Full-text · Chapter · Jan 2014
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    ABSTRACT: When hormone binds to the androgen receptor (AR), the ligand-binding domain (LBD) becomes ordered, displaying a new protein–protein interaction surface called AF2 (coactivator-binding pocket), which is a hydrophobic groove that fits AR coregulators. The association of coregulators with AR LBD is often a critical step for its transcriptional function. Existing pharmaceuticals block AR activity by disrupting AF2 surface's ability to recruit coactivators. Such antagonists bind to the hormone-binding site inside the LBD core and perturb the structure of the most terminal helix of the LBD, distorting the AF2 surface. The AF2 pocket is also a potential candidate for pharmaceutical intervention by surface-directed small molecules that will directly block coactivator recruitment. Such molecules may be a novel generation of antiandrogens for treating prostate cancer.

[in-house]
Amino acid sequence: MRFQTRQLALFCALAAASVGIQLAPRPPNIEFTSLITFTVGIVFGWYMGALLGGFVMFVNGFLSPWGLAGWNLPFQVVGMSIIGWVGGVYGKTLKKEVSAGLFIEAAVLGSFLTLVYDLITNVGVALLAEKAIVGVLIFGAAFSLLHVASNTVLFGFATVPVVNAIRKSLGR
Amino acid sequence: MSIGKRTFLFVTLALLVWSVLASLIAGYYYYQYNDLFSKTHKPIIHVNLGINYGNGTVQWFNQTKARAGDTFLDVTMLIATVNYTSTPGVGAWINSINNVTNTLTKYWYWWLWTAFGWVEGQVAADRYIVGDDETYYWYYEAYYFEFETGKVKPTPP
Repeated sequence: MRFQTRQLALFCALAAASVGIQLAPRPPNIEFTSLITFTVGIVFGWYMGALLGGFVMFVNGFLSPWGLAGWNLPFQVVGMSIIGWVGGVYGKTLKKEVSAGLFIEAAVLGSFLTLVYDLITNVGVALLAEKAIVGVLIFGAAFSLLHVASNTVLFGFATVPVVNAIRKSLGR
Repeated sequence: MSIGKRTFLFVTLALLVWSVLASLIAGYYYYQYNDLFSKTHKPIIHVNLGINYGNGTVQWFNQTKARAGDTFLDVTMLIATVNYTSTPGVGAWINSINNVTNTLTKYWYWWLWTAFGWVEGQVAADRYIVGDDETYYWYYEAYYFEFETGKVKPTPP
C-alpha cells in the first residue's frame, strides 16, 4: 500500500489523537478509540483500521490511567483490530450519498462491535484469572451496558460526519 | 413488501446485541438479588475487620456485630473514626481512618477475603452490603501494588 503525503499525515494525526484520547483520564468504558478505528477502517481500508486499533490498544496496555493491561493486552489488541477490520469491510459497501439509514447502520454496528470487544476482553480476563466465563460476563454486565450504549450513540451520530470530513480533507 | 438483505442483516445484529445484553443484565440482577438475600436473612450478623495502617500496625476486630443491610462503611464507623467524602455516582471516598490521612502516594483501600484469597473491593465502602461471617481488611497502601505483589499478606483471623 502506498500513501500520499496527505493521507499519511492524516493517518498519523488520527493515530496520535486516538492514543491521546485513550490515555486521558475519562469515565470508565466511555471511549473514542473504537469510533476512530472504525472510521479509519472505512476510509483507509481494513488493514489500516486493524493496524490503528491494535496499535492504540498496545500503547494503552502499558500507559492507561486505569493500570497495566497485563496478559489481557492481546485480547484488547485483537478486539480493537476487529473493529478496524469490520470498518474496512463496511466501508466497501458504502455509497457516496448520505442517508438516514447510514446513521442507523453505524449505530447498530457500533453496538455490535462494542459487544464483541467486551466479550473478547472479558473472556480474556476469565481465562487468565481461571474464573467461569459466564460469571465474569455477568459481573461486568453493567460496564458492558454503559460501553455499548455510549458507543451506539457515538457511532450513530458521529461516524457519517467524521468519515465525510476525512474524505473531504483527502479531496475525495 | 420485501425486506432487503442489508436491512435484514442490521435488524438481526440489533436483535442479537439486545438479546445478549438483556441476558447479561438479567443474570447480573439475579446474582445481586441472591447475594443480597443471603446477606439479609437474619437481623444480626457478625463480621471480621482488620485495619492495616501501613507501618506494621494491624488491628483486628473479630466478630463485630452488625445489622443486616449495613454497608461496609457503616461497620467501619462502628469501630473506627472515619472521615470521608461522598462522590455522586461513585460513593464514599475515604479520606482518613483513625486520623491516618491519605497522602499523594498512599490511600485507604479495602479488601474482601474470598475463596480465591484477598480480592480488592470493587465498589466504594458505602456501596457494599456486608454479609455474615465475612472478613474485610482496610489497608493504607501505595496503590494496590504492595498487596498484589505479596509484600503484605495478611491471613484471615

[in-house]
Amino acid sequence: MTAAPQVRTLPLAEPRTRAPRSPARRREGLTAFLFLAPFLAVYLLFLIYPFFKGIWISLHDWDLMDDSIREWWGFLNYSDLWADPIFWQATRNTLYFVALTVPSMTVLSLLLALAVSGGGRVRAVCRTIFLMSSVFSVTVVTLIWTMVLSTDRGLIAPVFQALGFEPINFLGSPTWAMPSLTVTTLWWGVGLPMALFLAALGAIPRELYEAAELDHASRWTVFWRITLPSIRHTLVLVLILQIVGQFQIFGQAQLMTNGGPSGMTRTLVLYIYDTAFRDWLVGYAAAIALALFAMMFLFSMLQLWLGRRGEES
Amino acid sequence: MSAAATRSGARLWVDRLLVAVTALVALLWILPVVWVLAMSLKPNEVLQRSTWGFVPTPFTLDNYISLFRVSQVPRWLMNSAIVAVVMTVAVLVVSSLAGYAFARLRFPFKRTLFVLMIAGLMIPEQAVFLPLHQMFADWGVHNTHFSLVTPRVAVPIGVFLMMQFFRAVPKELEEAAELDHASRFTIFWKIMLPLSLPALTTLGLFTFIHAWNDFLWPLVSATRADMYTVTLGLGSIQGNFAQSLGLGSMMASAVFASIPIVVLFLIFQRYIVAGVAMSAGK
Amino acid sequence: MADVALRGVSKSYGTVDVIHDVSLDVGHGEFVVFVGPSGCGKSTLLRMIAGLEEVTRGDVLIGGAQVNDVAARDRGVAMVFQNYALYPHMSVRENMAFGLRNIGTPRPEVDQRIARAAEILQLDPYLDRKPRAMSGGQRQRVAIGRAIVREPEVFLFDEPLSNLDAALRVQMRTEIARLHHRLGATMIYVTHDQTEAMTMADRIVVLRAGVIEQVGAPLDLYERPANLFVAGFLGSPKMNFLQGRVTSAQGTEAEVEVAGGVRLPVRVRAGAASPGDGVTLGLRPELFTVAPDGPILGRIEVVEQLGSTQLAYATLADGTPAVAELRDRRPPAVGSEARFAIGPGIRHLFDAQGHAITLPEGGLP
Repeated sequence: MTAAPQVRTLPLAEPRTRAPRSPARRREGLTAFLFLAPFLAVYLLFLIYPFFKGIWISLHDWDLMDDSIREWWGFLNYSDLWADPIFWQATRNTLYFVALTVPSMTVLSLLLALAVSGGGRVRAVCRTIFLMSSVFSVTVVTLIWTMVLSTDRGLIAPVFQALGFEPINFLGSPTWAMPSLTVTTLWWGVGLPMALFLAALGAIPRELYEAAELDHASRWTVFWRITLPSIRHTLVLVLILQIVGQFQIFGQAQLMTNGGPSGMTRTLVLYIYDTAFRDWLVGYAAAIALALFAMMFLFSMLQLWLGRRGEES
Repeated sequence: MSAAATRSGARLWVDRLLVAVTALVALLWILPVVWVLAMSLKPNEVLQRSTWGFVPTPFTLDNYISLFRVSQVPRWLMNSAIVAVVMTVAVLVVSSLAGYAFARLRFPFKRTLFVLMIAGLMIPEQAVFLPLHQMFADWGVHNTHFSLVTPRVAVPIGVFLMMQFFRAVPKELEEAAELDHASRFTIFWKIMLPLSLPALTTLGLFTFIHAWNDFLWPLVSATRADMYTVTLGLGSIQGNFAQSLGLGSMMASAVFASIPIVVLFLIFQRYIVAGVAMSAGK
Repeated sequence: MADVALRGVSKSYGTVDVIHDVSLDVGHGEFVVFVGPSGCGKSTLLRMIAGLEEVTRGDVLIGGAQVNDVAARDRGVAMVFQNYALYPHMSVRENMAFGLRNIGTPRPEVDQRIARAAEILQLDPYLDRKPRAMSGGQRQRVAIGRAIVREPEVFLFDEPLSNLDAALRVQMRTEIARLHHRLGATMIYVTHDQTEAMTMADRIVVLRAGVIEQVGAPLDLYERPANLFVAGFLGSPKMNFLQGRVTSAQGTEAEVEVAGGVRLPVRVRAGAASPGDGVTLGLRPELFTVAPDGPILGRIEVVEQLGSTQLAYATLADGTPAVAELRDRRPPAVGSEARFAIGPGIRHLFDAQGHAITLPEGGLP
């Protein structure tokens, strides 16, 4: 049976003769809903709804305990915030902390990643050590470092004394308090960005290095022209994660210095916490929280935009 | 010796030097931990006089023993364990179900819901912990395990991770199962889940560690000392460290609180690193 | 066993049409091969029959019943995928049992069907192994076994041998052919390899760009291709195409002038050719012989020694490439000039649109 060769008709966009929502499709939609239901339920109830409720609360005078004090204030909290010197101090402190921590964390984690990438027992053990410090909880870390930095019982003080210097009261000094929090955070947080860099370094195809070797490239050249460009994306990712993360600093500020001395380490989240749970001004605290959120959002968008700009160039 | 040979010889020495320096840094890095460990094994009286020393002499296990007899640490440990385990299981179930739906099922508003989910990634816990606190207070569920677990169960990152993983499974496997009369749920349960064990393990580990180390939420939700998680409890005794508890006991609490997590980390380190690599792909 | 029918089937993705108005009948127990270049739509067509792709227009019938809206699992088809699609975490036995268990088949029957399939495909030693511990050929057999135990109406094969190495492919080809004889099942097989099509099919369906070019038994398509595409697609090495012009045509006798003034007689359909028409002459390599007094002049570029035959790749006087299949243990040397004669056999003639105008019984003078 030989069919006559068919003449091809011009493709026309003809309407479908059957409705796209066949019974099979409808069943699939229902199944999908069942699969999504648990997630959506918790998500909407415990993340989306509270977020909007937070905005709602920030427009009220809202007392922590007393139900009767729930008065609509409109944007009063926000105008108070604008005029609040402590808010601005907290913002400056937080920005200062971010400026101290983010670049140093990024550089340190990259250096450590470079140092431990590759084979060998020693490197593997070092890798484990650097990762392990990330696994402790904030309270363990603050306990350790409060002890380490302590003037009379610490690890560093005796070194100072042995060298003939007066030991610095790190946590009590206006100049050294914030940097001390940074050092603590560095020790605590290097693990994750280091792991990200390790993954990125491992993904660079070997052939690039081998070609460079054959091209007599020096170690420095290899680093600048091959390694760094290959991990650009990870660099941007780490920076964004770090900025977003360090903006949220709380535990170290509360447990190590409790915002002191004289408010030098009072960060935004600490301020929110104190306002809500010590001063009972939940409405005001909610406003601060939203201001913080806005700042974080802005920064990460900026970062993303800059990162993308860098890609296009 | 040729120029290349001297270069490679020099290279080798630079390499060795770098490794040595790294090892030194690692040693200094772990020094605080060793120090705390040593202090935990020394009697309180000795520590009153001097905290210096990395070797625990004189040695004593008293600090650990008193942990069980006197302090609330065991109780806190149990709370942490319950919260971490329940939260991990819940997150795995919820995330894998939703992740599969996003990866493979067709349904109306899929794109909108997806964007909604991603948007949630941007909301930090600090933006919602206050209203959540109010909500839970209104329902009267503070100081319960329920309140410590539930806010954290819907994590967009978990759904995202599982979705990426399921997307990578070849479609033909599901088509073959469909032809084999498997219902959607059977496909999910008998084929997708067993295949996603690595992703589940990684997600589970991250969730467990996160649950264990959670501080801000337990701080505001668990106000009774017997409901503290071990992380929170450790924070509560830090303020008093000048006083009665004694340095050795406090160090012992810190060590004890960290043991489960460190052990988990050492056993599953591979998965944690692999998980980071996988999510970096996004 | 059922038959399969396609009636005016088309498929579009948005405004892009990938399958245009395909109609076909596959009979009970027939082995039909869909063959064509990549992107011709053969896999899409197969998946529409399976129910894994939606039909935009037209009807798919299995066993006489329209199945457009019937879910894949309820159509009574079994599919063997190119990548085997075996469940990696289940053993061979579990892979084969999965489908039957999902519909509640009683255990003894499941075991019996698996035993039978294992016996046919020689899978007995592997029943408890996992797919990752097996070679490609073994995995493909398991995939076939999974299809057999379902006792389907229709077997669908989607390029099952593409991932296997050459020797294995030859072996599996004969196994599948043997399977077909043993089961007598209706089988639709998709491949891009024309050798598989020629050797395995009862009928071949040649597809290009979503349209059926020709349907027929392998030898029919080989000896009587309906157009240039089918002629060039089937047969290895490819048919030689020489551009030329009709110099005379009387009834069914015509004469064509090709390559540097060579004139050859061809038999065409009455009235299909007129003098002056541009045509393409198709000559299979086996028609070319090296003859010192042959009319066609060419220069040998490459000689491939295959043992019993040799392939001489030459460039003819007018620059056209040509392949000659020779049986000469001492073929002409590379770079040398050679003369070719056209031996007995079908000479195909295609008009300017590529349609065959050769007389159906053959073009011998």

Full-text · Chapter · Dec 2008
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    ABSTRACT: In drug discovery, it is essential to identify binding sites on protein surfaces that drug-like molecules could exploit to exert a biological effect. Both X-ray crystallography and NMR experiments have demonstrated that organic solvents bind precisely at these locations. We show that this effect is reproduced using molecular dynamics with a binary solvent. Furthermore, analysis of the simulations give direct access to interaction free energies between the protein and small organic molecules, which can be used to detect binding sites and to predict the maximal affinity that a drug-like molecule could attain for them. On a set of pharmacologically relevant proteins, we obtain good predictions for druggable sites as well as for protein-protein and low affinity binding sites. This is the first druggability index not based on surface descriptors and, being independent of a training set, is particularly indicated to study unconventional targets such as protein-protein interactions or allosteric binding sites.
    No preview · Article · Apr 2009 · Journal of Medicinal Chemistry